State legislators move to ban ‘revenge porn’

Bailey Williams, Assistant City Editor

Representatives in the Illinois General Assembly introduced a new bipartisan bill last month that would ban “revenge porn,” the publication of sexually explicit pictures without the consent of the person depicted.

“It is a very important issue for the state of Illinois to address,” said State Rep. Scott Drury (D-Highwood), who introduced the bill. “I’m proud to be at the forefront of a cutting-edge issue.”

Drury introduced the bill, H.B. 4320, to the Illinois House of Representatives at the end of January. Drury explained that revenge porn happens after a sexually intimate couple breaks up and one person decides to publicize sexually explicit photos without the other person’s consent. Drury said the act “overwhelmingly victimizes women.” About 90 percent of revenge porn victims are women, according to End Revenge Porn, a campaign working to criminalize the action. In addition, one in 10 ex-partners threaten to publish sexually explicit photos of their ex, and about 60 percent of those follow through on that threat, according to the campaign. 

If the bill is passed, revenge porn would be classified as a felony. As the bill is currently written, conviction would result in a three-year sentence, a clause that is subject to revision. Drury said legislators are looking at existing penalties to see if the statute is fair. New Jersey and California both criminalized revenge porn last year.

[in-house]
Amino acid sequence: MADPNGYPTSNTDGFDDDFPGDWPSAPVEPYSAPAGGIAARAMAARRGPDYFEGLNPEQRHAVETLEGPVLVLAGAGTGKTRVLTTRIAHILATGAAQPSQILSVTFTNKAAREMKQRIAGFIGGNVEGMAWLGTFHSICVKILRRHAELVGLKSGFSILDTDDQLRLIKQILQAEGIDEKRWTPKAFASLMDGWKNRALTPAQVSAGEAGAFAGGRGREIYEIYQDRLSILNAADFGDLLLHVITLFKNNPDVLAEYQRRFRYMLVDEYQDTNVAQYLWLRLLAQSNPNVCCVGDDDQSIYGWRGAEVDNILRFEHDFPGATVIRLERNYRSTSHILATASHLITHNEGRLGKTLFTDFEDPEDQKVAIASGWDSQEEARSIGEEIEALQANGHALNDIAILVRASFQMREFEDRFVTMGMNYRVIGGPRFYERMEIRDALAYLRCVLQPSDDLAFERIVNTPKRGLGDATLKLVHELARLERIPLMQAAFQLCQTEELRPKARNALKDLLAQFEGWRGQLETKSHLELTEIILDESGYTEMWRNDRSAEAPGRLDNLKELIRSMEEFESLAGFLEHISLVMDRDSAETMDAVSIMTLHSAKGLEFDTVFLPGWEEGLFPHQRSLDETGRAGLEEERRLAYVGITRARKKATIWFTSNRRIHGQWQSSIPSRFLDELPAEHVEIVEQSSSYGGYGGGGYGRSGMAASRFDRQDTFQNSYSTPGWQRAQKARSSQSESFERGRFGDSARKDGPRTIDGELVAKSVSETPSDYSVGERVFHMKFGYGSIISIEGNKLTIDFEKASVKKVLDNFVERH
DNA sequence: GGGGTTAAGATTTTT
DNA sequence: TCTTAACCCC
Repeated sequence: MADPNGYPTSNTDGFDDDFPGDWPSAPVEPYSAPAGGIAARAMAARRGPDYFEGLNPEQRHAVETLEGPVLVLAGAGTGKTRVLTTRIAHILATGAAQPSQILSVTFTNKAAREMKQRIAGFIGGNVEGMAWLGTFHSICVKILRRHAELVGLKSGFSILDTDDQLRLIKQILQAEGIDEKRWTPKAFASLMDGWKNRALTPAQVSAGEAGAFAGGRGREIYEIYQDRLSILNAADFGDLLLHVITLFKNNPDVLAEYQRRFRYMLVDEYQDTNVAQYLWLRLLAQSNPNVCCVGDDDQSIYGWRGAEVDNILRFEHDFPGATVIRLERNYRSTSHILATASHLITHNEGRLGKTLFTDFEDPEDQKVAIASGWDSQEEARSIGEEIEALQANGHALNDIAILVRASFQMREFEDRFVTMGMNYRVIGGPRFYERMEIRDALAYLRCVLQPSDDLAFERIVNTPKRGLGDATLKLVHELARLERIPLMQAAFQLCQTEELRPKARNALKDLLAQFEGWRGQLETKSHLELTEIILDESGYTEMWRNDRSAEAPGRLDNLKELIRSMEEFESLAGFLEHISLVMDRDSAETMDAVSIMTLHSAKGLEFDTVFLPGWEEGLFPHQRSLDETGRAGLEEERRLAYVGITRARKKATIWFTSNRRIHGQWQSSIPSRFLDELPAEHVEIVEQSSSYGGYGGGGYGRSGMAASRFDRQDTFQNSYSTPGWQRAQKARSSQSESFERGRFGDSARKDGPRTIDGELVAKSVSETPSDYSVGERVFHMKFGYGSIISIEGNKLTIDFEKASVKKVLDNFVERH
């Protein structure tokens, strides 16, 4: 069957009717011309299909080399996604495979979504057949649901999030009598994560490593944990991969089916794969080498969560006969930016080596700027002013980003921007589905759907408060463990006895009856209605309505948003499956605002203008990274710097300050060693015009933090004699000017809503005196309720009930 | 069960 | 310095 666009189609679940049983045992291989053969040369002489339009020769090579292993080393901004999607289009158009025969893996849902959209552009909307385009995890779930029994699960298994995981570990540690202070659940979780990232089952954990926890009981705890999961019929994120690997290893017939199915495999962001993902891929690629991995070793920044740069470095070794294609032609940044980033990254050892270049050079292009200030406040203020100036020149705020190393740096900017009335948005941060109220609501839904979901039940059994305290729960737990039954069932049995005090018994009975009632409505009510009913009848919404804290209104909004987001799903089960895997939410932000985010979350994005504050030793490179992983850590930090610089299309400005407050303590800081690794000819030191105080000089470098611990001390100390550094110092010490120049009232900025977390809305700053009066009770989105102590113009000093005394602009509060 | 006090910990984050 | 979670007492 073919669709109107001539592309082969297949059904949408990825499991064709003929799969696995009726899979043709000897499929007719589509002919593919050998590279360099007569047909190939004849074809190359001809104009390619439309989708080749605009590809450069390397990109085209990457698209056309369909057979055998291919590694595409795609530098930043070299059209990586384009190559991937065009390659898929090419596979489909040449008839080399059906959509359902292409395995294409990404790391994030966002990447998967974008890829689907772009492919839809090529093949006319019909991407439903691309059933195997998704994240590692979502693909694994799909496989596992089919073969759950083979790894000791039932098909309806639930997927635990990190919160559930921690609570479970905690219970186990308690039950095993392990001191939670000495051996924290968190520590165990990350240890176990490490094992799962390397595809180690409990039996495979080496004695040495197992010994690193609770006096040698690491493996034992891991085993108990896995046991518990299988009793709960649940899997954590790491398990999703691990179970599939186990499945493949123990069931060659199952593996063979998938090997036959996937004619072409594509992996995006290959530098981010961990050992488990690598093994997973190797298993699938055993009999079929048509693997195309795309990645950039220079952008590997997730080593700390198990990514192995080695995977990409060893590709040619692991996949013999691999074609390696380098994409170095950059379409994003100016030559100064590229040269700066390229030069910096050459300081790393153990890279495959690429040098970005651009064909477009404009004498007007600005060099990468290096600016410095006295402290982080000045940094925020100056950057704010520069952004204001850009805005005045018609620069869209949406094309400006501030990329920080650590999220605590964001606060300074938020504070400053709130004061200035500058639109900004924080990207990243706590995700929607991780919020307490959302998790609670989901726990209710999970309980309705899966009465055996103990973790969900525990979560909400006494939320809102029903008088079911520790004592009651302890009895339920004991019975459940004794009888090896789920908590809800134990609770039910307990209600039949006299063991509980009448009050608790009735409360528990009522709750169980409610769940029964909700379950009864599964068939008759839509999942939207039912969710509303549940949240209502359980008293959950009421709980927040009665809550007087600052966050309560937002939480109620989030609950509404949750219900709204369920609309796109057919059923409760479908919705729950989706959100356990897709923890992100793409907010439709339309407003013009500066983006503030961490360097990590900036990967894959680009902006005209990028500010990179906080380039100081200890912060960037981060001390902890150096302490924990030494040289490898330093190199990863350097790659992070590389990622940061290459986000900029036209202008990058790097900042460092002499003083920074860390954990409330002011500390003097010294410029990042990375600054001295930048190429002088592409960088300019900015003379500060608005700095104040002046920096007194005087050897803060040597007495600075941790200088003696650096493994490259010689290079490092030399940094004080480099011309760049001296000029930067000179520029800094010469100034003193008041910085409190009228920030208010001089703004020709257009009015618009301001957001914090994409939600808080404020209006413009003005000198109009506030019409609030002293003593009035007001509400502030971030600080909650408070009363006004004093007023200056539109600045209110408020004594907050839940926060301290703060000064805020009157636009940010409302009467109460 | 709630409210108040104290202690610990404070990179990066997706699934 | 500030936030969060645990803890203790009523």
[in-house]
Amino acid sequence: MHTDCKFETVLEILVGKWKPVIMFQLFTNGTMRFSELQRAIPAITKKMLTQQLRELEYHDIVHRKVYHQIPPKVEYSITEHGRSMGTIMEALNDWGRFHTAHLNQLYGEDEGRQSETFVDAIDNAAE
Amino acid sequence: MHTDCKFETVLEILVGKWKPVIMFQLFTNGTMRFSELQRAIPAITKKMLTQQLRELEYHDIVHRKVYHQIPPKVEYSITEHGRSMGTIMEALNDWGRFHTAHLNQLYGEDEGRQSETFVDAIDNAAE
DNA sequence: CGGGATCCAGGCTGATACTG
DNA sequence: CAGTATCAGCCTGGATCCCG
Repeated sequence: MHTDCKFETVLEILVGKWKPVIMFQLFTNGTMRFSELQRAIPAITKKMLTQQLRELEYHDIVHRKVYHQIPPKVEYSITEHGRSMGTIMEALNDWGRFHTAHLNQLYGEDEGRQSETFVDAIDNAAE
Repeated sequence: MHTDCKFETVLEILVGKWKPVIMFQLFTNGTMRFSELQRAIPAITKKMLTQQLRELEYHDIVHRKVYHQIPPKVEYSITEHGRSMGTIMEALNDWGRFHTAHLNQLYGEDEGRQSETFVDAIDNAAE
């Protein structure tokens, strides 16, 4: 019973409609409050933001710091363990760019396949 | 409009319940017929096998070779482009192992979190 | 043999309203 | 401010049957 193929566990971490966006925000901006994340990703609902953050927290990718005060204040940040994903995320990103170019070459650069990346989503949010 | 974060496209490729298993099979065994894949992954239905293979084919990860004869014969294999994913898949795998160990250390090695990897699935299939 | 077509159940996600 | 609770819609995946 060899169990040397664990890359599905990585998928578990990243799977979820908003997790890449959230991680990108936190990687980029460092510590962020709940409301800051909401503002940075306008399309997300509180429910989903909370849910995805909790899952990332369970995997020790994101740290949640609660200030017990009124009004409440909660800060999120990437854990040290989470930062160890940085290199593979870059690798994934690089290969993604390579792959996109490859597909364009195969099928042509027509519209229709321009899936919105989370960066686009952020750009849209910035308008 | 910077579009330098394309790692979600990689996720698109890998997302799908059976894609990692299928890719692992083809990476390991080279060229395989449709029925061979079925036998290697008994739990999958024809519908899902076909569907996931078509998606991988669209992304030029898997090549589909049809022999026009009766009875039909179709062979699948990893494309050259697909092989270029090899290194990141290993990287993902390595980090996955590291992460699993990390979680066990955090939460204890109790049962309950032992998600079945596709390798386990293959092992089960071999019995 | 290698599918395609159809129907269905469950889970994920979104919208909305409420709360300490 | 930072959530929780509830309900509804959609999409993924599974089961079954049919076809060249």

The Illinois bill has drawn a number of co-sponsors from both parties. State Reps. Kelly Cassidy (D-Chicago) and Barbara Wheeler (R-Crystal Lake) considered the role of advancing technology when deciding to co-sponsor the bill.

Cassidy has worked on an anti-bullying bill that failed to pass in 2012, said Matthew Muir, district office director for Cassidy. He said “seeing the impact that bullying can have” nationally and statewide motivated Cassidy to get behind the revenge porn bill.

Wheeler explained when she was young, she heard “stranger danger” warnings, but today, situations are different. Being able to share private information is becoming a very prominent issue, Wheeler said.

“It’s a great lesson to learn early on for kids … to be careful,” Wheeler said. 

Wheeler added revenge porn is a serious offense that adults should be held accountable for.

“I think we all have a personal accountability towards our actions,” Wheeler said. “We also have a sense of responsibility.”

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